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Finding intelligent life on other planets in the next decade isn’t as crazy as it sounds — here’s why

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By 2020 we were expecting jetpacks, hoverboards, flying cars and interplanetary travel. But what might actually happen in the next decade is discovering life on other planets.

A Daily Beast report quoted comments from astronomer Seth Shostak at SETI (the Search for Extra-terrestrial Intelligence), predicted that Earth would make contact with another world before 2030.

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In 1977, Voyager 1 and 2 were launched into space in different directions, packed with music, documents, and spoken greetings in 55 languages. Voyager 1 has left our solar system and by 2025, it will cease transmitting data as its power supply finally dies.

More recently, in April 2018, NASA launched the Transiting Exoplanet Survey Satellite (TESS), a telescope designed to search for planets in different solar systems. Thus far, several different planets have been found like a warm Jupiter-type planet, a super-hot Earth and exo-Neptune. In the first month after TESS’s launch, NASA discovered eight planets and the experience and tactics will only get better, discovering more and more places where life could exist.

Then there’s NASA’s new James Webb telescope, the “world’s premier space science observatory,” which should be in operation by 2021. Another telescope, the ESA’s Remote-Sensing Infrared Exoplanet Large-Survey telescope will hopefully be launched in 2028 if everything stays on track.

There are so many different ways that the Earth is searching for other life that it’s merely a numbers game at this point. There are so many options, and the technology of detection is growing so rapidly that the chances are growing with it.

“The universe, we could conclude, is teeming with life,” Shostak told The Daily Beast.

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Life on other planets doesn’t exactly mean “little green men” featured in old-school Hollywood films or the almond-eyed grey creatures in “The X-Files.” Life could be anything from microbes, advanced sea creatures, and other kinds of life that we’ve never even thought of.

Shostak isn’t the only one to anticipate finding alien life. As the late Carl Sagen once explained it, there are “billions and billions” of solar systems in the universe and if fewer than 10 percent of those have some form of life, that still means an absurd amount of possibilities.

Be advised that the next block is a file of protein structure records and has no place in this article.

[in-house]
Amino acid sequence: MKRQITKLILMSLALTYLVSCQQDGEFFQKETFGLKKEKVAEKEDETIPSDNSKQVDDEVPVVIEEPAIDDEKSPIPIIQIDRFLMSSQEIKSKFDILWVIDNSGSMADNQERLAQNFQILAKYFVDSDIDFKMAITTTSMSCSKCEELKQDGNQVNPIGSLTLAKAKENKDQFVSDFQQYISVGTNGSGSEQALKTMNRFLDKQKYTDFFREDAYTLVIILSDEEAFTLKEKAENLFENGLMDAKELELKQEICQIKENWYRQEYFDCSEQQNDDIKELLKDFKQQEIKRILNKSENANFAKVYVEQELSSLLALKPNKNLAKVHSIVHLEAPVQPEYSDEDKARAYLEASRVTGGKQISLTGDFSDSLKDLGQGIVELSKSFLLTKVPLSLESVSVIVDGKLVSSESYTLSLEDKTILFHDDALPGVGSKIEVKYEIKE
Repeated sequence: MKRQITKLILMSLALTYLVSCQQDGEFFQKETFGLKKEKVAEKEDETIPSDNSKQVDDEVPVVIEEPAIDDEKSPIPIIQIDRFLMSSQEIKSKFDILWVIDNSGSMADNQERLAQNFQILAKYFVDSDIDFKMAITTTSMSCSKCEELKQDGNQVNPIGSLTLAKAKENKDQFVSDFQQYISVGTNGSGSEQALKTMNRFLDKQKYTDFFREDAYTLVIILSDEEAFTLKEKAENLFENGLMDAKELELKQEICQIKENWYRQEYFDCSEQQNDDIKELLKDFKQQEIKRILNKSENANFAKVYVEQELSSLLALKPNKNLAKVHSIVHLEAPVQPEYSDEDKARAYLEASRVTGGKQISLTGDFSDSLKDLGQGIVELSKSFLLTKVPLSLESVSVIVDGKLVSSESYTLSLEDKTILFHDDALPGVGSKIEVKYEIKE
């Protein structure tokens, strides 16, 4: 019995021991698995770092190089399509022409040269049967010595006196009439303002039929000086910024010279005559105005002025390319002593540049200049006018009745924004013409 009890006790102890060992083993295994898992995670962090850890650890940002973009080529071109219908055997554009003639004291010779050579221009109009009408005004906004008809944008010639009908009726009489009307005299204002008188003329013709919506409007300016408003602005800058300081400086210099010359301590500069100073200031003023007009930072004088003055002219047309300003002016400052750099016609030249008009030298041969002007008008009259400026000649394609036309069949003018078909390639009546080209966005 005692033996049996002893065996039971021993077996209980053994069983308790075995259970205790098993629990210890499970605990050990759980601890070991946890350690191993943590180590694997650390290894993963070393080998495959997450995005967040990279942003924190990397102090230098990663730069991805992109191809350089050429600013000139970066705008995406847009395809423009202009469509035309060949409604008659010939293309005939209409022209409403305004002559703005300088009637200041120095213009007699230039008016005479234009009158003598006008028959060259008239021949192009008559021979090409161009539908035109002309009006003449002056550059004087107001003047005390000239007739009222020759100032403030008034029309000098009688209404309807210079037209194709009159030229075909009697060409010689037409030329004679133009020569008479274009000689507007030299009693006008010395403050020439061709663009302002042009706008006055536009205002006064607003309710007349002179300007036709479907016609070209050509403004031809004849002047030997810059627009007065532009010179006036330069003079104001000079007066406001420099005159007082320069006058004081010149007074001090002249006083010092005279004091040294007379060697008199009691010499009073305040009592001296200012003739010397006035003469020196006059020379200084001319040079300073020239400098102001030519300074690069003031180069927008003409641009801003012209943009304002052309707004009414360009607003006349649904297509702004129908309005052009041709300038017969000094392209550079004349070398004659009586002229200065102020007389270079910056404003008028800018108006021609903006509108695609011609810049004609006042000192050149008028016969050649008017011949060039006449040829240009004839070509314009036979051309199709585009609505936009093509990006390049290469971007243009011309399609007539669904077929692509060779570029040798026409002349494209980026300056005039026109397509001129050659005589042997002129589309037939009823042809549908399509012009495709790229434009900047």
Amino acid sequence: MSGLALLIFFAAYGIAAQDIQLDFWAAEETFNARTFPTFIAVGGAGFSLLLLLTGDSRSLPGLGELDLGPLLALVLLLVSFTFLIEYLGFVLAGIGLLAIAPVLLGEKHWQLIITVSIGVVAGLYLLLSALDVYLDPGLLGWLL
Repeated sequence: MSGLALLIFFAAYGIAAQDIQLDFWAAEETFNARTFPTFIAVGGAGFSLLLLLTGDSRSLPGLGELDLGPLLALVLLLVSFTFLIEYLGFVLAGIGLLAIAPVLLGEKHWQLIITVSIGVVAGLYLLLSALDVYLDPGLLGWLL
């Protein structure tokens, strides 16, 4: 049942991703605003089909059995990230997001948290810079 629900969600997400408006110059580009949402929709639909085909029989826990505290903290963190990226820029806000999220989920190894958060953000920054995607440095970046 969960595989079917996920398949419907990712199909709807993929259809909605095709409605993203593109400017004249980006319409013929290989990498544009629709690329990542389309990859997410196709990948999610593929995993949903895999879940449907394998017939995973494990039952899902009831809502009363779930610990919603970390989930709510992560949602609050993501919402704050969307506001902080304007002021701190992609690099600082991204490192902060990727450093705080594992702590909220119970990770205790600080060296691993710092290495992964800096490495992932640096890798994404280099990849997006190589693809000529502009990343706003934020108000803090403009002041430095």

“Why should we be the only ones?” asked astronomer Martin Dominik from the University of St. Andrews in Scotland.

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From the alien perspective, if they are looking into space the same way the Earth is, they could see our planets, but they may not be able to detect that there is human civilization thriving.

“If we transmitted with all of our power possible, you’d never hear it because the sun would overwhelm it [with] the radio signals that it makes,” the Beast quoted former NASA astronaut Terry Virts, explained on the science podcast Oh No Ross and Carrie.

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Check out the full piece at The Daily Beast.


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Kellyanne Conway is preparing to spread the ‘Big Lie’ designed to absolve Trump of screwing up coronavirus response: op-ed

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Writing in the Washington Post this Tuesday, Greg Sargent warns that President Trump's campaign is gearing up to disseminate a new "Big Lie" in a bid to ensure he's re-elected in the wake of his mishandling of the response to the coronavirus pandemic -- and Kellyanne Conway is leading the initial push.

According to the Big Lie, as relayed by Conway, the coronavirus was "unanticipated" and Trump will lead the country back to its former glory.

Sargent writes that in reality, "Trump vastly minimized the crisis in real time for weeks and weeks, at a time when his own health-care officials, as well as members of Congress and outside experts, were frantically doing the opposite, badly hampering the federal response."

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This researcher literally wrote the book on presidential failure — she’s never see anything like Trump’s

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“When presidents fail, they do so on a grand scale.”

That quote comes from “Why President Fail and How They Can Succeed Again,” a book by Elaine Kamarck, a senior fellow at the Brookings Institution and a lecturer at the Harvard Kennedy School of Government who worked in the White House under President Bill Clinton. The book was published in 2016, and in the shock of Donald Trump’s election to the presidency, I gave it a read. As it documented the way much more prepared presidents had floundered when they needed to shine, the book terrified me about the prospects for a President Trump.

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Trump pushing for approval of unproven Japanese drug for coronavirus treatment after speaking with country’s prime minister

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President Donald Trump spoke to Japanese Prime Minister Shinzo Abe about the global coronavirus threat where the PM brought up the drug Avigan as a possible treatment for COVID-19. The White House is now fast-tracking regulators to approve the drug, even though it hasn't been proven to work on the virus.

Politico reported Tuesday that global regulators and U.S. researchers have expressed concerns about the risks the drug has for a long time. According to past tests, the drug can cause birth defects and research on it is insufficient.

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